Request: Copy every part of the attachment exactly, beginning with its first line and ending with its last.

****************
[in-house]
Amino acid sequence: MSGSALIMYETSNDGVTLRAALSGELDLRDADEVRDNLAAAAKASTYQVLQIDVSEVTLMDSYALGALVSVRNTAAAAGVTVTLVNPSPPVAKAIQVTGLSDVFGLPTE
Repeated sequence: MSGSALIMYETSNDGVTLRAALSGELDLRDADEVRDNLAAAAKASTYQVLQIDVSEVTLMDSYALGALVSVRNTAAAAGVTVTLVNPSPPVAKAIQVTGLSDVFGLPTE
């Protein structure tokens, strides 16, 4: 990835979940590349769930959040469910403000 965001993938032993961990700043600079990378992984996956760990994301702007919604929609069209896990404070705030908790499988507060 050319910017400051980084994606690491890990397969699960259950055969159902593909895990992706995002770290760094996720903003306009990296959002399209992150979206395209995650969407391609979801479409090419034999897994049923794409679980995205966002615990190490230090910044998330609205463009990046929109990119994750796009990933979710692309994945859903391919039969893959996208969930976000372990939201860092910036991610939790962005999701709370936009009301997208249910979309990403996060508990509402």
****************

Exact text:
[in-house]
Amino acid sequence: MSGSALIMYETSNDGVTLRAALSGELDLRDADEVRDNLAAAAKASTYQVLQIDVSEVTLMDSYALGALVSVRNTAAAAGVTVTLVNPSPPVAKAIQVTGLSDVFGLPTE
Repeated sequence: MSGSALIMYETSNDGVTLRAALSGELDLRDADEVRDNLAAAAKASTYQVLQIDVSEVTLMDSYALGALVSVRNTAAAAGVTVTLVNPSPPVAKAIQVTGLSDVFGLPTE
């Protein structure tokens, strides 16, 4: 990835979940590349769930959040469910403000 965001993938032993961990700043600079990378992984996956760990994301702007919604929609069209896990404070705030908790499988507060 050319910017400051980084994606690491890990397969699960259950055969159902593909895990992706995002770290760094996720903003306009990296959002399209992150979206395209995650969407391609979801479409090419034999897994049923794409679980995205966002615990190490230090910044998330609205463009990046929109990119994750796009990933979710692309994945859903391919039969893959996208969930976000372990939201860092910036991610939790962005999701709370936009009301997208249910979309990403996060508990509402």